John MacKenzie with his beloved Angels baseball team. Back row: John MacKenzie

John MacKenzie with his beloved Angels baseball team. Back row: John MacKenzie

John ‘Mauk’ MacKenzie; baseball man

A legend in Kimberley baseball passed away this summer


For the Bulletin

250 friends of John MacKenzie came to the Elks Hall in Kimberley two weeks ago to say goodbye to John, who passed away on July 19th.

John “Mauk “ MacKenzie was 83.


First and foremost John was a “baseball man,” falling in love with the game in the autumn of 1941. Young John, who was 9 at the time, had a paper route up in Town site. Just about every house that subscribed to the “ Kimberley News “  had their radios tuned in to the 1941 World Series,  Brooklyn Dodgers versus the New York Yankees. John mentioned to me that  everyone had their windows open (it was a warm night in Kimberley). Young MacKenzie was able to listen to virtually the whole  game on his paper route.

The Dodgers became his team right then and there, a love affair was to last for 74 years (By the way the Yankees took down the Dodgers in five close games) How much did John MacKenzie love baseball? Well for her honeymoon Marilyn got to go to the 1962 World Series in San Fran! (Luckily Marilyn loves baseball herself) In fact her uncle who lived in San Francisco got them tickets to the World Series as a wedding gift. John had a long career with the City of Kimberley, first  as an ice maker at the Curling Rink (54 applied, they chose MacKenzie), and then as  the Manager of Parks and Recreation, when the Kimberley Civic Centre opened  their doors in 1963 or so.  Mauk held that position until his retirement. John   had a real talent for making ice, both for curling and hockey.

In the 1960s Kimberley had two powerhouse Junior Baseball Clubs, the B.P,O,E, Angels skippered by John “Mauk” MacKenzie and  the Tempests, coached by Carlo Johensen, along with two Senior outfits, the Hobos and  the Dynamos. Carlo Johensen still resides in Kimberley, as  do four Tempest baseball players Albert Hoglund (outfielder), Bobby Neale, (1st Base, and pitcher)  Bob “Nizer’ James ( (catcher) and short-stop Danny Sullivan, who barbers locally.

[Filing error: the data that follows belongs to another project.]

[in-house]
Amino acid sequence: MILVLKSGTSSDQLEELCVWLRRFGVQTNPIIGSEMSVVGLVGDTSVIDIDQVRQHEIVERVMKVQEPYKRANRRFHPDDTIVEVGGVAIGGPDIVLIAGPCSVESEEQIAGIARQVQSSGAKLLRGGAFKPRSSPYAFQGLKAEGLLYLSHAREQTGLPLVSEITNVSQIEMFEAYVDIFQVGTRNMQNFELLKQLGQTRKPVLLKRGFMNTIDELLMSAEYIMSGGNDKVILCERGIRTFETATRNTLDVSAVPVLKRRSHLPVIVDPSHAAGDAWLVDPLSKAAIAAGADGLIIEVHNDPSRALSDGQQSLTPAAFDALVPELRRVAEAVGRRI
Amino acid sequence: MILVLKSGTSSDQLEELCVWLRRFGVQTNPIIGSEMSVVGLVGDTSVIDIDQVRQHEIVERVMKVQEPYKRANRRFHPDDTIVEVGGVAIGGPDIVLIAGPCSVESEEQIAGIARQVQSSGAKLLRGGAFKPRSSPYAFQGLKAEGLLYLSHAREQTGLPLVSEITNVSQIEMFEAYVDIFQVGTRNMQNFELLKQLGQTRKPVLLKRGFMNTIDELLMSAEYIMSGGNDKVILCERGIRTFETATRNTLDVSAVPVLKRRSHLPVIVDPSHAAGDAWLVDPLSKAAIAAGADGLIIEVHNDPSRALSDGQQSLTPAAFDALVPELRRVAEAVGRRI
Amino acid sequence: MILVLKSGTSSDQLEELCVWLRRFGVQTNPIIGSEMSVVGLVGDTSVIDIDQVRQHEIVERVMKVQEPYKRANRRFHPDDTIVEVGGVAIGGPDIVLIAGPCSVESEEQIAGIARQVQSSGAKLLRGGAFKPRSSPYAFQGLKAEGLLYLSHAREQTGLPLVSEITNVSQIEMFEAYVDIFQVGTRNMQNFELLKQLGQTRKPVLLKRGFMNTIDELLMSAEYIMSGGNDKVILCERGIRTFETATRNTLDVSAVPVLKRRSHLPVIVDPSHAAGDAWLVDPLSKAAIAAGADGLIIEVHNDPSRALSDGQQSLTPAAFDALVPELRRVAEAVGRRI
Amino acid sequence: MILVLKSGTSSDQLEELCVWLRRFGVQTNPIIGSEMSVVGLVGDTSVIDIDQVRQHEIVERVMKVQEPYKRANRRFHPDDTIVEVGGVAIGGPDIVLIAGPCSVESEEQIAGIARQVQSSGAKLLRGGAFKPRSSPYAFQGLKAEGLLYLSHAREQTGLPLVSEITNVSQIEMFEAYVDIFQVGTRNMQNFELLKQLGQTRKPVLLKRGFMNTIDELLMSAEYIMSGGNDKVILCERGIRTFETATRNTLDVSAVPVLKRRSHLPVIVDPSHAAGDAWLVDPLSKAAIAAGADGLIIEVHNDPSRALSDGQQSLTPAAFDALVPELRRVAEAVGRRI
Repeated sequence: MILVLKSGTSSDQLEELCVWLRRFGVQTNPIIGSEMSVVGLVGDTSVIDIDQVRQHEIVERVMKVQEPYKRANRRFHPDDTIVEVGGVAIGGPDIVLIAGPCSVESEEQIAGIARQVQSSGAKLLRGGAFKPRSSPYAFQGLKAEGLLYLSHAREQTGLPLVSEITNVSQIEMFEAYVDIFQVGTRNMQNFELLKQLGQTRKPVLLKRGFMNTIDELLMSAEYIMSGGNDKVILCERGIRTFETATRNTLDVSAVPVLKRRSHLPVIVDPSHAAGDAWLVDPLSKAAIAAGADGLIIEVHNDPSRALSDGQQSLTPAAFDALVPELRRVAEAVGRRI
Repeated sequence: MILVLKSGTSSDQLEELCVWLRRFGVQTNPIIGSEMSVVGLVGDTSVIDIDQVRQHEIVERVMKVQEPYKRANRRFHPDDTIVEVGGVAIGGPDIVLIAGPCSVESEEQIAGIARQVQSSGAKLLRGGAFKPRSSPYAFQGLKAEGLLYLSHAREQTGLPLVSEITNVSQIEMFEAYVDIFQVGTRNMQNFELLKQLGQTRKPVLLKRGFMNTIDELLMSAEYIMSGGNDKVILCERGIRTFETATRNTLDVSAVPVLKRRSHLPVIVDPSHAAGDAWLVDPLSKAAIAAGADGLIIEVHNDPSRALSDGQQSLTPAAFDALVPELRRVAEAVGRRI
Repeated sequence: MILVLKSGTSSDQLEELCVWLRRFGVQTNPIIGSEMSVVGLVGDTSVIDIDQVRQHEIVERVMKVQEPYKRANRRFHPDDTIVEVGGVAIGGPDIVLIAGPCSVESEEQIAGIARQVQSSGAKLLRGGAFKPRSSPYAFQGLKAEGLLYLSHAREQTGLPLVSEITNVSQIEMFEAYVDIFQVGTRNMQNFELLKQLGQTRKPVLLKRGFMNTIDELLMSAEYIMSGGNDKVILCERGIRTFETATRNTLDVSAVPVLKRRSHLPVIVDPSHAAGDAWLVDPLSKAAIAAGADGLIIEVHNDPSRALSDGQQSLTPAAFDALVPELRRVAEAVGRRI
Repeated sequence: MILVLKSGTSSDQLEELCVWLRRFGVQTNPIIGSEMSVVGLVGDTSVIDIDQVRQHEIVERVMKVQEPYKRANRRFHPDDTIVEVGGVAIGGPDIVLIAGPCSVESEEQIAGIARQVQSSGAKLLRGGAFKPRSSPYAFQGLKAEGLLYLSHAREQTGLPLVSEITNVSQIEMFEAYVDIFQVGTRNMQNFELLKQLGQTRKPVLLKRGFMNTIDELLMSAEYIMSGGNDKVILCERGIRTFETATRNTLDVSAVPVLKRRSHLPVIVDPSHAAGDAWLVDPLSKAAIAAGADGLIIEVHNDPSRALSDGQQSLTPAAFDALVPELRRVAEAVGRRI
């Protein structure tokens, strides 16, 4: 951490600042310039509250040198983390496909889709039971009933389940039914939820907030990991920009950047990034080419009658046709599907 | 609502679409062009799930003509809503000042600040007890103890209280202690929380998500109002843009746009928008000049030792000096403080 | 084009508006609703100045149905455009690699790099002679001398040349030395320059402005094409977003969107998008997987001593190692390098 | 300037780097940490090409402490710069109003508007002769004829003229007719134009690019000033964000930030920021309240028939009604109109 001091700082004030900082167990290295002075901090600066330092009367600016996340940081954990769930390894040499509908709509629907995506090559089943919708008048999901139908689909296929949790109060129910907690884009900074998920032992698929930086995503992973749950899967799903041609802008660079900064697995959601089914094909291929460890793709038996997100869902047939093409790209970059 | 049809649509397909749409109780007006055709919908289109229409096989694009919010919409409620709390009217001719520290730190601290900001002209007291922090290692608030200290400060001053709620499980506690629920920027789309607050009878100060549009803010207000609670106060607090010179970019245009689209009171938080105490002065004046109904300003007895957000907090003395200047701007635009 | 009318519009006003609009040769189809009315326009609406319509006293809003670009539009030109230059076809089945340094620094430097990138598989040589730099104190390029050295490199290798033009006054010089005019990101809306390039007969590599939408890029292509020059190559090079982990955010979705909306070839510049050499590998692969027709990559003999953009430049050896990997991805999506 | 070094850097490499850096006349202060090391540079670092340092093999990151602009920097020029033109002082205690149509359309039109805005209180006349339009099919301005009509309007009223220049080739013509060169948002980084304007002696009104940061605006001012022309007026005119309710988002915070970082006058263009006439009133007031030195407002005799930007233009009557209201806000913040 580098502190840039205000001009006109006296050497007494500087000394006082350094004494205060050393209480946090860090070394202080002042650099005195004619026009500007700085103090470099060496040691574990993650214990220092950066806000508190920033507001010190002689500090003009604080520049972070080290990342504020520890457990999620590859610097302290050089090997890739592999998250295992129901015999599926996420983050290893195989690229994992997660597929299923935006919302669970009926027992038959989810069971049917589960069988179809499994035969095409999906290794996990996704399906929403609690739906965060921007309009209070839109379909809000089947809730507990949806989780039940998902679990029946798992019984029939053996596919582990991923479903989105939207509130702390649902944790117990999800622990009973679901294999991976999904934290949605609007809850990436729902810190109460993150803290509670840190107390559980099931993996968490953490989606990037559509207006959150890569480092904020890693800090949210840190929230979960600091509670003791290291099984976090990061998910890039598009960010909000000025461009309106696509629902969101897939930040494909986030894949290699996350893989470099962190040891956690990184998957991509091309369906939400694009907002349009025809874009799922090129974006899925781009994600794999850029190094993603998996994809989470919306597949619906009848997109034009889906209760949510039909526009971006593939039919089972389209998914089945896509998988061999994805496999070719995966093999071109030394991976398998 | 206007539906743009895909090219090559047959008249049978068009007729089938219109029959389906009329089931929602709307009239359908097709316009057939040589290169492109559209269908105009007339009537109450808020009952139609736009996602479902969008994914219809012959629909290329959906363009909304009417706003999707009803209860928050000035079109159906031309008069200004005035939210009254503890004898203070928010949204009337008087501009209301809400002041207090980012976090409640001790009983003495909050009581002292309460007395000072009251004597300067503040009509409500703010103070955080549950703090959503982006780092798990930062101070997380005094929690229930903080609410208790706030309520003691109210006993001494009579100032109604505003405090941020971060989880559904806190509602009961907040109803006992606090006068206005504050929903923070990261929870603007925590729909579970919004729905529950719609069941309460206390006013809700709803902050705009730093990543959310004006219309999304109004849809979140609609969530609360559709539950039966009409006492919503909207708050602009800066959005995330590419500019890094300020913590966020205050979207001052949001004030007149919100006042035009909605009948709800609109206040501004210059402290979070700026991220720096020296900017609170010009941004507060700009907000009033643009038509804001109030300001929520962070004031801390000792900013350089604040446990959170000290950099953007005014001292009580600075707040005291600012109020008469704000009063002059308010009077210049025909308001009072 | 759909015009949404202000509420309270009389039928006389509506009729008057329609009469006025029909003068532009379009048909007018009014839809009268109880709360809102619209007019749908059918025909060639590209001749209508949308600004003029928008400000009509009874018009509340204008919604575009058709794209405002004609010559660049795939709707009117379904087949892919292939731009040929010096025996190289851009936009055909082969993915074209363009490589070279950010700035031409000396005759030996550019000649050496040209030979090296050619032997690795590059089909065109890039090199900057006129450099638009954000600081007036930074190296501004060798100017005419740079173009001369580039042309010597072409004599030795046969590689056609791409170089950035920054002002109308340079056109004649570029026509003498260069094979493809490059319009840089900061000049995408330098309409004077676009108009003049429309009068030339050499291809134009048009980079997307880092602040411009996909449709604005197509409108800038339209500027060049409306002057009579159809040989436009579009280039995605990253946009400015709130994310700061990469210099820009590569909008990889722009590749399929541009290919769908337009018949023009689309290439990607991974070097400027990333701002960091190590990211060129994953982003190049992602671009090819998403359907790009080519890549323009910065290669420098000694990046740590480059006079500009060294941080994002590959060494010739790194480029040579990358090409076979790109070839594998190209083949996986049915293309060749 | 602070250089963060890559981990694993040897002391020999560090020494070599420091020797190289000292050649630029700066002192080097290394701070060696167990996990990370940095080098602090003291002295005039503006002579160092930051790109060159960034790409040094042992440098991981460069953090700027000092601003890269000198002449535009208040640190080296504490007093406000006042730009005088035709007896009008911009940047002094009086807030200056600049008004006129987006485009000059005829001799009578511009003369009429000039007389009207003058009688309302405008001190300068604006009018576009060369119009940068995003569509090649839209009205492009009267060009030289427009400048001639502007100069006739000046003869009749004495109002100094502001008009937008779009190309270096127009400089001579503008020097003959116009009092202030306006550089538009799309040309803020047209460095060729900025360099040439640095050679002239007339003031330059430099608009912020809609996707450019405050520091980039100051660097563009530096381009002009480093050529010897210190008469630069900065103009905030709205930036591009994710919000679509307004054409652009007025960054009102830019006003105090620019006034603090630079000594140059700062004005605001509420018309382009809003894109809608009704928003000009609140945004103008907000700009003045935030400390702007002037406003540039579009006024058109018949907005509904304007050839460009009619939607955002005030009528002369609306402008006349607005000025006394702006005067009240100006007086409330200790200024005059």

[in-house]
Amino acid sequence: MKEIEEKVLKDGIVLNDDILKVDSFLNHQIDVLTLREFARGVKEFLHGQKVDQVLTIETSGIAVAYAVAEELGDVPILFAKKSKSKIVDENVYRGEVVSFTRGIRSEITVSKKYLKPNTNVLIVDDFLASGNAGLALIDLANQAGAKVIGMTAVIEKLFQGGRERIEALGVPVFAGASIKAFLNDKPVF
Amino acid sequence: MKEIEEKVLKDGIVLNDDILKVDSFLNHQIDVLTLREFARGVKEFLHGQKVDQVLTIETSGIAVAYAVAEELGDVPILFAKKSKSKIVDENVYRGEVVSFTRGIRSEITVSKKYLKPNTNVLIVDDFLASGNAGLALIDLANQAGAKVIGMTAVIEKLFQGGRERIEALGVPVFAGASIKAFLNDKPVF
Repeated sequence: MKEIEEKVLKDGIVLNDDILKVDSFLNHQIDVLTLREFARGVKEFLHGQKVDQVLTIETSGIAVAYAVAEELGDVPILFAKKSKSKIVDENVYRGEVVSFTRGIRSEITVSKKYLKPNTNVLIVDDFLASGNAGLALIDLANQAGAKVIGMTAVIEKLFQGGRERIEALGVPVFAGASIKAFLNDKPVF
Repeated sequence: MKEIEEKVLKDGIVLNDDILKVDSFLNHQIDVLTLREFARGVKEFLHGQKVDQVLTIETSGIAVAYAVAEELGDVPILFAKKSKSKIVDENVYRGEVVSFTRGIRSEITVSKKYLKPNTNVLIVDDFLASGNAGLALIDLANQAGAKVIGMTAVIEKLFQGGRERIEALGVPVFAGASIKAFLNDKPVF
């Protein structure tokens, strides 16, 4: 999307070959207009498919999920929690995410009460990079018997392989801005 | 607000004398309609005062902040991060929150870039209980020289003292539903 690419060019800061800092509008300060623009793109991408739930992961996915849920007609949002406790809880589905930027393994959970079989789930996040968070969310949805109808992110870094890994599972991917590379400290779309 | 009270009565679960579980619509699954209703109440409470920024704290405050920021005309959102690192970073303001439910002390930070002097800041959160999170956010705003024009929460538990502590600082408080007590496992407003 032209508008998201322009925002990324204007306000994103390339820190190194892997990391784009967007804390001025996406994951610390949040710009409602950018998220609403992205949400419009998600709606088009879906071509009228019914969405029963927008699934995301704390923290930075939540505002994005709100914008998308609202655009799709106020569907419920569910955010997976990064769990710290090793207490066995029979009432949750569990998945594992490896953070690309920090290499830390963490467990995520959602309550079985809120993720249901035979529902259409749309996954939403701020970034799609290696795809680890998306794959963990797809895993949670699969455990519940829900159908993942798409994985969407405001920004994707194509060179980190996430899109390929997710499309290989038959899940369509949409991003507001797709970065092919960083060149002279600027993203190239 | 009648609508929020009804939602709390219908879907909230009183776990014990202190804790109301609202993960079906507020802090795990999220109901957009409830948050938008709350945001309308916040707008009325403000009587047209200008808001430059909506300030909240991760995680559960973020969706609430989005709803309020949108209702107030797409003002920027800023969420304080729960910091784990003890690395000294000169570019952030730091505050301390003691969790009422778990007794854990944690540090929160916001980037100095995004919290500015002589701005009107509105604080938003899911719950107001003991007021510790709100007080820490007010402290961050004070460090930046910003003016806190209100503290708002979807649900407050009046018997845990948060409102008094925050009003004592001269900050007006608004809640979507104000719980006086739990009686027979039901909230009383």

Moving to Kimberley in the summer of 1964, the first adult I met was Baseball Coach John MacKenzie, who. Like everyone in Kimberley , had a nickname or two. John MacKenzie was also called “ Mauck”, and “Mack the Knife,” or just “The Knife”.

MacKenzie’s B.P.O.E. Angels were a formidable Ball club that included John “Joker“ Davis, Jimmy Seredick,  David “Duff” Cupples, (passed), Ron Seredick, (passed), Alan Fabro (passed), Colin Fabro, Billy Shaw, Eric Payne, Danny Calles, Colin Patterson, Sammy Calles ,Jr., Larry Musser Jr,, Van Pratt, Gary Bock, Terry Kinrade, David “Bilco“ Copeland, Greg “Carr“ Coldwell, and myself. John MacKenzie spared no expense when it came to his ballclub, the Angels. We had Major League calibre ball uniforms, and it seemed John and his wife Marilyn were always driving down to Spokane Washington, to pick up Hillerich and Bradsby baseball bats and Rawlings baseballs (bats cost 27 dollars each in the 1960s). Nothing was too good for the B.P.O.E. Angels in Mr MacKenzie’s eyes. Lest I forget John (Mauk) was quite a good athlete in his own right, playing with Eric Bisgrove in B.C. Mens Curling Tournament of Hearts, I believe it was called. Mauk was also a standout soccer player here in Kimberley, in his  youth.

A point of interest, I personally never saw John Mackenzie even once in Cranbrook. He loved Kimberley, shopped in Kimberley, and lived on Rotary Drive. At the end of the day John loved 3 things in life, his wife Marilyn (Kozak), his son  Paul, and BASEBALL.

While most people go to Hawaii for the tropical weather, and the beach and sun, John  MacKenzie spent his winter days going to  University of Hawaii baseball games, usually in time for batting practice and then the Rainbow ball game itself. Whether it was Coronation Park in Kimberley, or Dodger Stadium in Los Angeles, Spokane Indians or most recently  Hawaii, John just loved to be at the ball park. Pretty much the first thing Mauk MacKenzie said to me in the summer of  1964, was “grab some pine Son”, which, when translated into English, meant you were sitting on the bench.

John MacKenzie once pulled a guy named Bobby Taylor out of the stands, so we could dress nine players and not forfeit the game to our cross town rivals the Tempests. Well, the first ball goes out to right field, where Mauk had positioned Taylor. Bob actually dropped his glove, and then pulled his Angel ball cap from his head and kept running and caught the ball  IN HIS HAT. Even the usually “stoic” John MacKenzie was grinning ear to ear. Carlo was not too pleased as I remember. As for humor,  well, it did not get any funnier when Bilco Copeland, Butch Kek,  Duffy, Puffer, Carr Coldwell and our Coach John MacKenzie were sitting  in the dugout at Coronation Park   “holding court”.     You will be missed John. John MacKenzie is survived by his wife Marilyn (Kozak) and son Paul.